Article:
Arrow's Recipes

Fig Jam - Pure and Simple
By Arrow

April 2013
A friend gave me a container of fresh figs from his garden a few days ago. I was eager to make fig jam with them. On that same evening, I did make the fig jam and I am very happy with the result. 

Figs taste fantastic and are full of healthy benefits as well. They are loaded with nutrients, fibre and anti-oxidants.

Here is my simple recipe which I hope you will like. It would be great to hear your comments!

  • 19 medium-sized figs (There were 20 figs but I couldn't resist eating one fresh fig!)
  • 1/2 cup Honey - or have a mix of honey and sugar

That's it for the ingredients - now you are ready to start!

1) Chop up the figs. I like to use everything including the skin as this is edible and has health benefits.  I do remove the stems and any blemishes on the fruits. I like jam with chunks - as you can see from the photo, I have cut the figs into large pieces. 

Chopped up fresh figs

2) Use a saucepan with a thick bottom, if you have one. Otherwise, just pay more attention to the stirring. Place the chopped figs and honey/sugar in the saucepan.

Cook this mixture until it is boiling, and keep stirring while it continues to boil. The figs will release  a large amount of water and the mixture will bubble happily. Take care as this will be very hot!

3) The figs will gradually disintegrate until you get a thick liquid with chunks of fig. Break up the chunks if you prefer.  To test when the jam is ready, scoop a small spoonful onto a plate. If it gels when cool, your homemade fig jam is ready!

4) While the jam is cooking, I sterilise the jars that I want to use. There are several ways to do this. One simple way is to thoroughly wash the jars, then make sure you have a small amount of water in the jar and microwave for about a minute. Place the jam in the jars and cover tightly with the lid.

Fig Jam in Sterilised Jars

Your fig jam will keep for about 7 days in the refrigerator. No preservatives have been added so it is not a long-life jam like the ones from the shops. But you will finish eating it in 7 days, so that's not a problem. :)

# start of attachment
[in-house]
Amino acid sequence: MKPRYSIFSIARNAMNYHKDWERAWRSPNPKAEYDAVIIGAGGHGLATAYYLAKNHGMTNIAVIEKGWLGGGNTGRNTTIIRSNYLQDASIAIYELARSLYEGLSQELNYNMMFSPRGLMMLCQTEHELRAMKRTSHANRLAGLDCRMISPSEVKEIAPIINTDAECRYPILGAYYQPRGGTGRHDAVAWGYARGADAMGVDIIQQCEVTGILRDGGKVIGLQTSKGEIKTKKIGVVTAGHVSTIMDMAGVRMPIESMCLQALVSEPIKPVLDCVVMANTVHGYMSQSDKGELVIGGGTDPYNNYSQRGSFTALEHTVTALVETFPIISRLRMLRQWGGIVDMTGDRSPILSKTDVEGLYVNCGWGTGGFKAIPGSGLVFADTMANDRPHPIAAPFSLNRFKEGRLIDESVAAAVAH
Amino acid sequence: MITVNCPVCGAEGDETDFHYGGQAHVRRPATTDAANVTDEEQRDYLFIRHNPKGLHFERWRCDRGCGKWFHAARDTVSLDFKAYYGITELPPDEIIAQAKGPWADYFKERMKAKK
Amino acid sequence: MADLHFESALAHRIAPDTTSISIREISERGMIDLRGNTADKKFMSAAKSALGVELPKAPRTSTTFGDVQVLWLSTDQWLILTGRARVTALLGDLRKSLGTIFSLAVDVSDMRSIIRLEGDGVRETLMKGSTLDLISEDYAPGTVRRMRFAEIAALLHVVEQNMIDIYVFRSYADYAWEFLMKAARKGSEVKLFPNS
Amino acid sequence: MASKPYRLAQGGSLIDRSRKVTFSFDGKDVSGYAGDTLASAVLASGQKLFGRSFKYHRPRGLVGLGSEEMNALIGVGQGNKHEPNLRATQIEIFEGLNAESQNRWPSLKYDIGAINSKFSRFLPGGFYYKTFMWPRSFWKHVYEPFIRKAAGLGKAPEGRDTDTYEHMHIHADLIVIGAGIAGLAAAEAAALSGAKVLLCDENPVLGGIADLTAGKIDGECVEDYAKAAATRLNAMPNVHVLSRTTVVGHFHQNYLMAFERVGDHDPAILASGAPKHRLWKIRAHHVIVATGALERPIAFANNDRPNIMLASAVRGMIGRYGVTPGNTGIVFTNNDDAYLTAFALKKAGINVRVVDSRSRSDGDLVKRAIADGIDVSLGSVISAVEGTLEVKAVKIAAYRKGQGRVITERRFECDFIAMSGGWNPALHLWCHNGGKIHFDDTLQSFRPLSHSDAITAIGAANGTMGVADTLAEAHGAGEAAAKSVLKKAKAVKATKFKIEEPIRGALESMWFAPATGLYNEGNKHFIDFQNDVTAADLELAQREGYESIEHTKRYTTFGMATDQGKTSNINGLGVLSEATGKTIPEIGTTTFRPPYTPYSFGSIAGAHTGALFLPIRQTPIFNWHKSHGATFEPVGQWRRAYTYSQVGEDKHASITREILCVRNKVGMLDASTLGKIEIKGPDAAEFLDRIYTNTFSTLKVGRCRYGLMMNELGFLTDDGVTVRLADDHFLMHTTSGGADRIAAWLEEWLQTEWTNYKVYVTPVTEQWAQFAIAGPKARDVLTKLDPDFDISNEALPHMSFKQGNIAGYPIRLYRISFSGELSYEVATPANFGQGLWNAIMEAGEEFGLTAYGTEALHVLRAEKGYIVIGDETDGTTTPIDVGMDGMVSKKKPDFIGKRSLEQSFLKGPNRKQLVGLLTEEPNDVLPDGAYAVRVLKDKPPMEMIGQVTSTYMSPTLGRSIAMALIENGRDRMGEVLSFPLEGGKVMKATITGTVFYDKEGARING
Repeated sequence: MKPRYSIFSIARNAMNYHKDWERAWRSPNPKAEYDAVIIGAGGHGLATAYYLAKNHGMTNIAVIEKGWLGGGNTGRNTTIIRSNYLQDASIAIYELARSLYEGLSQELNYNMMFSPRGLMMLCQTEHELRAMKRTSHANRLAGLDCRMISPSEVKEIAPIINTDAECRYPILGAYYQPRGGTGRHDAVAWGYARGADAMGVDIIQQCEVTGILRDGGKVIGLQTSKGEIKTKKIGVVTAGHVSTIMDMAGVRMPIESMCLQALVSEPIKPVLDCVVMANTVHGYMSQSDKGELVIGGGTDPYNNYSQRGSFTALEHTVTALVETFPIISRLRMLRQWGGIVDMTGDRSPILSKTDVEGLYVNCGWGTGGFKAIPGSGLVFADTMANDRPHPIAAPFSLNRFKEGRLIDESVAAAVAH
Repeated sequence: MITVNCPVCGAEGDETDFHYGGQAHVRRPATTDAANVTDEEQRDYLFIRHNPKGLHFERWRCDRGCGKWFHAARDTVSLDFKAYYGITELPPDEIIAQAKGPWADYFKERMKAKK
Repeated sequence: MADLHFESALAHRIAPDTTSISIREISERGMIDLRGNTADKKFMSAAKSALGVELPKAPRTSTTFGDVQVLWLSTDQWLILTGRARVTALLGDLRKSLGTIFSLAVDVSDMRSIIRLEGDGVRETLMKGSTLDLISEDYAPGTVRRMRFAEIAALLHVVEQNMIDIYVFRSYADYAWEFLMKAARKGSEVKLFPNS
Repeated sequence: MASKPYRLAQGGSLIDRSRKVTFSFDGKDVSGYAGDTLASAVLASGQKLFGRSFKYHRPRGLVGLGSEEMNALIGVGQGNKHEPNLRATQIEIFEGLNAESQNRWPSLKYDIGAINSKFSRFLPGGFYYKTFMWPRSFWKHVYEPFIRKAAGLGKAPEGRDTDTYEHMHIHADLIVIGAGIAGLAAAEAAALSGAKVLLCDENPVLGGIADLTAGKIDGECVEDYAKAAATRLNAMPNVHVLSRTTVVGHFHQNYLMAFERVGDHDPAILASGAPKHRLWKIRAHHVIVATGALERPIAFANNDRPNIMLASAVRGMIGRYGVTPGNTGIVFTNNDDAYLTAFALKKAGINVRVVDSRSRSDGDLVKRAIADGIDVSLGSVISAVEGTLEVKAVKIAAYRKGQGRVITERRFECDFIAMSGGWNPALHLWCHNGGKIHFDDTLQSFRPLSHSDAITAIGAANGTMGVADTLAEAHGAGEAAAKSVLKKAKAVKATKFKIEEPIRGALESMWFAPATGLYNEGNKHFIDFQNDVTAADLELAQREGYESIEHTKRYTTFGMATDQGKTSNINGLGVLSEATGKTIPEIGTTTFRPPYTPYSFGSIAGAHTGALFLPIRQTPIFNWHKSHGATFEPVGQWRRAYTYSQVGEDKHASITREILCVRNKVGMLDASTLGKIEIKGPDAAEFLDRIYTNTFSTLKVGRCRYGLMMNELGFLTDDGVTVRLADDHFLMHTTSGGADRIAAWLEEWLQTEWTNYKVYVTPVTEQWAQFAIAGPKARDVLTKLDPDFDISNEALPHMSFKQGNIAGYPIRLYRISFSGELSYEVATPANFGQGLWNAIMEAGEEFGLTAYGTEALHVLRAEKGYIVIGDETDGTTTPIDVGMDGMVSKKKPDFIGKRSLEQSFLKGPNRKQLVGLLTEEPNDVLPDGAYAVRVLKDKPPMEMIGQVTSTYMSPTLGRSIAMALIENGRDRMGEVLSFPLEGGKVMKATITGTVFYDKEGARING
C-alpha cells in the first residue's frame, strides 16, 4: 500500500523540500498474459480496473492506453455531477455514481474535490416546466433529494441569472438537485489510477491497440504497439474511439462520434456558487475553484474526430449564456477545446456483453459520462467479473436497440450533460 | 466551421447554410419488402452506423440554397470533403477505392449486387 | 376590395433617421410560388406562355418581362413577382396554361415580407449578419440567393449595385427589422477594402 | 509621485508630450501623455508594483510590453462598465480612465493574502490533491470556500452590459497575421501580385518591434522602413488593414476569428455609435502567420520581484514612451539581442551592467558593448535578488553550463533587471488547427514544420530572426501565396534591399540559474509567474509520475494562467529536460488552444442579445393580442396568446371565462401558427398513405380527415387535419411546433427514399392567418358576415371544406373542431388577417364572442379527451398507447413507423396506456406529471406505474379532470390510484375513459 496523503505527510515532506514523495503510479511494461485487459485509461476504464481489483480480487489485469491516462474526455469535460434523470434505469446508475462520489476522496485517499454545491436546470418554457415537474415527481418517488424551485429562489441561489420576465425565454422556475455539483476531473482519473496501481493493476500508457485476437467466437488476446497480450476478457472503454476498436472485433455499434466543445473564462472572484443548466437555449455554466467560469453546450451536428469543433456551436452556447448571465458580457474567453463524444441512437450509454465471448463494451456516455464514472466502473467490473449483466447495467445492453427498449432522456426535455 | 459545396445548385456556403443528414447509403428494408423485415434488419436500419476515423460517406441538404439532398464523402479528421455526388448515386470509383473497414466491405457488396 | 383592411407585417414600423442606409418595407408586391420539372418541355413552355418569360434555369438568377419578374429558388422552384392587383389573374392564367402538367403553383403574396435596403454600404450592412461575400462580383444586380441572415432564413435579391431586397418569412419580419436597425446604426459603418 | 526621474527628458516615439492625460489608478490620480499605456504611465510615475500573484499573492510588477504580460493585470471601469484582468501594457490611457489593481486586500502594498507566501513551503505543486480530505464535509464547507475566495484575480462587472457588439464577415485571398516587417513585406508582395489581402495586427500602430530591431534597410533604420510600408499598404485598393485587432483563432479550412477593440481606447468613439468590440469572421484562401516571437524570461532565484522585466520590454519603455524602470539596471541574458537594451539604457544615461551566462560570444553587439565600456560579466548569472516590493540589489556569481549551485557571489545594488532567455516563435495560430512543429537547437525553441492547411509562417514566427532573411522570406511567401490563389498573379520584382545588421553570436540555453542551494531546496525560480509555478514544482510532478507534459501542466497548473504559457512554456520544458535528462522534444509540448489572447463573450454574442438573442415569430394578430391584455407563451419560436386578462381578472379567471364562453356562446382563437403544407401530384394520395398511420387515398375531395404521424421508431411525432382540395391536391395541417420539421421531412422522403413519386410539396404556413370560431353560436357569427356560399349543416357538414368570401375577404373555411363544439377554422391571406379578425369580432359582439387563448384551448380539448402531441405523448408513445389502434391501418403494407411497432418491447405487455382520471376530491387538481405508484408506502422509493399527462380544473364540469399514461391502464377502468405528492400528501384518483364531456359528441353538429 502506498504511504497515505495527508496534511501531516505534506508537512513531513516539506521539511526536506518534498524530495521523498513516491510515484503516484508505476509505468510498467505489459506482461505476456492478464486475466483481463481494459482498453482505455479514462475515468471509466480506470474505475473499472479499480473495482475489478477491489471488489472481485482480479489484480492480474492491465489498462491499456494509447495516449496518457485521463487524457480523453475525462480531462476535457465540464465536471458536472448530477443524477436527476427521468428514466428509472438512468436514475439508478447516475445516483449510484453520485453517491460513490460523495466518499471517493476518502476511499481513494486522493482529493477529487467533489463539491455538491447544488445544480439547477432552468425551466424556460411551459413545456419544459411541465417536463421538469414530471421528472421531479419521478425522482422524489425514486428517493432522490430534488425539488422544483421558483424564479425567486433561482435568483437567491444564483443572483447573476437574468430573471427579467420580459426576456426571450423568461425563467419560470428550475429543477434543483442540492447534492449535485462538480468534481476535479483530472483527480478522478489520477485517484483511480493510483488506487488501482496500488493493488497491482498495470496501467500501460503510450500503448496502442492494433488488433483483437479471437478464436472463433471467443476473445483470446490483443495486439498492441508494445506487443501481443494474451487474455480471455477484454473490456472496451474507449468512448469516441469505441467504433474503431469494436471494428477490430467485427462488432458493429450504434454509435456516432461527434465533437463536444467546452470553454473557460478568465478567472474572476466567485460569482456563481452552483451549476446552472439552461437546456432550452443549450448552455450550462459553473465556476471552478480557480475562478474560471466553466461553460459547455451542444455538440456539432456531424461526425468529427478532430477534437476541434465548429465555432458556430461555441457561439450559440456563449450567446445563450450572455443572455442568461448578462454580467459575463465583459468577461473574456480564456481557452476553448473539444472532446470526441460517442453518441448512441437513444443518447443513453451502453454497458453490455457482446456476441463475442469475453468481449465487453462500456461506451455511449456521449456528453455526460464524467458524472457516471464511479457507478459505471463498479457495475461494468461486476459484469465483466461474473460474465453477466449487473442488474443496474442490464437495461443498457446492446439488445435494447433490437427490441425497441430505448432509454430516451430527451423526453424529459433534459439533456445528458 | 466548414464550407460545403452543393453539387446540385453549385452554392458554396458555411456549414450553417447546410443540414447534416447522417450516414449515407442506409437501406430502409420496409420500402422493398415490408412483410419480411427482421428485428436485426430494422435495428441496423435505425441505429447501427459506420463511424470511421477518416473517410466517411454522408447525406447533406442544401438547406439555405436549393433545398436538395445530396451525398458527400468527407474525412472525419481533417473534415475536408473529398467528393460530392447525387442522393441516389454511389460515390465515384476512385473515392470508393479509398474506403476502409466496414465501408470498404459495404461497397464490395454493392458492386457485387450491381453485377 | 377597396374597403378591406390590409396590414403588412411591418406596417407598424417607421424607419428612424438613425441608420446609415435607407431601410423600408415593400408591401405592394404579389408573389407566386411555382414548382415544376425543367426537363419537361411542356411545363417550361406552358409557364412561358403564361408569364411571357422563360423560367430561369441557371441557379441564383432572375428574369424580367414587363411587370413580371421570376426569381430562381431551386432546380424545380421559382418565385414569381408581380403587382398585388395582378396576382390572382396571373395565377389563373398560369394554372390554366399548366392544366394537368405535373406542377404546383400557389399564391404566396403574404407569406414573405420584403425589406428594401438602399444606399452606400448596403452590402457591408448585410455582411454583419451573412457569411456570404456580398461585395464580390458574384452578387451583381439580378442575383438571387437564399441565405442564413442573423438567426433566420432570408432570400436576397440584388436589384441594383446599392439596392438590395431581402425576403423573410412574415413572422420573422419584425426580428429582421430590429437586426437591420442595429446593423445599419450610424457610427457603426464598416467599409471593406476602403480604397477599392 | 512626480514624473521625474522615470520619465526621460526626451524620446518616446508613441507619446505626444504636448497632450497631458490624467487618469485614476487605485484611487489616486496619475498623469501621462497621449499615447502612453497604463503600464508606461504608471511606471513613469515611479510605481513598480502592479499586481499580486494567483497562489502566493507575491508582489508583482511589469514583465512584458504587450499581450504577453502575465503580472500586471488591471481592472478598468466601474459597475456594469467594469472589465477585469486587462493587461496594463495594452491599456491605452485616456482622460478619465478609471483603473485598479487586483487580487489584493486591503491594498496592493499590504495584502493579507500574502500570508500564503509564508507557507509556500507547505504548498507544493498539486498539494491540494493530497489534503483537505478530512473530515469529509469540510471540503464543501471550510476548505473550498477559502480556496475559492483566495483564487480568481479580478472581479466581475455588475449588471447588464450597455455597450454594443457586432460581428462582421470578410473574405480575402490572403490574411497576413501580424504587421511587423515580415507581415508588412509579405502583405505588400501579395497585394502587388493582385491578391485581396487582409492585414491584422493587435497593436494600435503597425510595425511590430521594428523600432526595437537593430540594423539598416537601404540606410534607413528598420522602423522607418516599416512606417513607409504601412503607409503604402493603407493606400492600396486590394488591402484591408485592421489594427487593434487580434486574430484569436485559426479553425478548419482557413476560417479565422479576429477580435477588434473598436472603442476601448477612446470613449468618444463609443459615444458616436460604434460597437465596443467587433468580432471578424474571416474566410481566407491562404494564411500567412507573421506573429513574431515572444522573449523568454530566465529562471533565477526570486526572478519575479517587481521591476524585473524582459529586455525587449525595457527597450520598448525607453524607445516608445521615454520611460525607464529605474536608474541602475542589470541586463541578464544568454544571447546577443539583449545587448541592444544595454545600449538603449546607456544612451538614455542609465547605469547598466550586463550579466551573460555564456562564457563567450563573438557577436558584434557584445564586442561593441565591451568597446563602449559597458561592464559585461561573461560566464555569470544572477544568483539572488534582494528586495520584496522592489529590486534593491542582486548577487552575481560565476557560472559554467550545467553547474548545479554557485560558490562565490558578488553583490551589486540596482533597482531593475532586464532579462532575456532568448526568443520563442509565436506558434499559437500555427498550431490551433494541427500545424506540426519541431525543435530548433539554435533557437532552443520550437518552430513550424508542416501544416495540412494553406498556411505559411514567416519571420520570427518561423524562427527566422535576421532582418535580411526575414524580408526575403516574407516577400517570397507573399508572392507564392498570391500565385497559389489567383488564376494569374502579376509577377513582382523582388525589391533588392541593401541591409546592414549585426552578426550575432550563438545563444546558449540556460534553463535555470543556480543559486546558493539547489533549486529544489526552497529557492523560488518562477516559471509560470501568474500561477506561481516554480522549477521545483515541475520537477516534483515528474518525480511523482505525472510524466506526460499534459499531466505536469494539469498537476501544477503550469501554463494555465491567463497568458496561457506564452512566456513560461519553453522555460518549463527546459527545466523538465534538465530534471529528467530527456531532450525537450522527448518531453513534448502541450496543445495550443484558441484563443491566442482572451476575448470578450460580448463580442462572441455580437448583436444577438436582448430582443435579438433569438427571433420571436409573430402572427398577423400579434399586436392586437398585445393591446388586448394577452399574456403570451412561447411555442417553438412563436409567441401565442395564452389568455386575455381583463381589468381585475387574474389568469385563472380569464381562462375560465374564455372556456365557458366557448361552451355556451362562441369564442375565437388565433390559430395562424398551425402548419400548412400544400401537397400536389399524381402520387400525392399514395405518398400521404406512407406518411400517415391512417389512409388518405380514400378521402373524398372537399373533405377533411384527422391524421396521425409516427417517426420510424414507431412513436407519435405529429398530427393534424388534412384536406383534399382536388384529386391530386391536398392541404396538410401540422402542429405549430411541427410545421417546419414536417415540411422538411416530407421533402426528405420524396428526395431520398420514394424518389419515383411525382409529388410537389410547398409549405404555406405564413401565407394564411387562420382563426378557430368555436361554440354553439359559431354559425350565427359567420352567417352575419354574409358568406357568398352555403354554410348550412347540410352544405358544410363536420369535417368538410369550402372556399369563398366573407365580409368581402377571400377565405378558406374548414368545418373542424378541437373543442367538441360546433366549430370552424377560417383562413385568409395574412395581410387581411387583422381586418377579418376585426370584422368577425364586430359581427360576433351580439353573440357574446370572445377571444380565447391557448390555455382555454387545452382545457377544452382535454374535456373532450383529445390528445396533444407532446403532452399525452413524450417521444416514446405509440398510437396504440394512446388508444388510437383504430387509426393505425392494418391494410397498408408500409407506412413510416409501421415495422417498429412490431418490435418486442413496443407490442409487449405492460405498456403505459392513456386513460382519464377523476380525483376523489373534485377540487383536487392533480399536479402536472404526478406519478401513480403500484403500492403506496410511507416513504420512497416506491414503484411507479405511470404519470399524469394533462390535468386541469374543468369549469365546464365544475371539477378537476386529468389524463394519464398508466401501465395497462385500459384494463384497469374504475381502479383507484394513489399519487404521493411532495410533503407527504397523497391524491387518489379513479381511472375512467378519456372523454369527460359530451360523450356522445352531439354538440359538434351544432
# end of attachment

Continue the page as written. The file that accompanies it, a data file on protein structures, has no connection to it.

I had the fig jam with toast and pure Danish butter - scrumptious!

Fig Jam and Toast

Other ideas for serving the fig jam - as a sweet contrast to steak, on top of ice cream, with crackers and cheese.

Kaya - Pure and Simple
By Arrow

Kaya is a spread popular in Southeast Asia. It is typically eaten on toast and is also used as a topping on desserts. Absolutely delicious, the recipe ingredients are surprisingly simple – just four ingredients consisting of coconut milk (or cream), sugar, eggs and pandan leaves. Or three ingredients if the pandan leaves are omitted.  However, the pandan does impart a beautiful aroma to the kaya.
The traditional method involves hours of stirring over a hot stove. However, today, there are many recipes for the microwave. This is my version. Enjoy!

(Note: Only 1 can of coconut cream is used)
400 ml coconut cream
    (or 350 ml if using smaller eggs)
10 large eggs
1 cup white sugar
4 - 6 Pandan leaves (fresh or frozen ) - optional

Pandan Leaves
Makes 4 cups of kaya.

Large glass bowl that can be used in a microwave
Smaller bowl for beating eggs
Measuring cup

1.  Crack the eggs into the smaller bowl. Whisk the eggs.
2.  Place the coconut cream and sugar into the large microwavable glass bowl.
      Whisk until well mixed.
3.  Microwave the sugar and coconut mixture on high for 1 minute. Remove carefully from microwave. Stir to mix evenly. Repeat this microwaving and stirring process until the sugar is dissolved and the mixture is well blended.                    Note: Depending on the microwave and mixture volume, you may wish to do the repeat microwaving for 2 minutes each time, instead of 1 minute, or  alternate with both timings.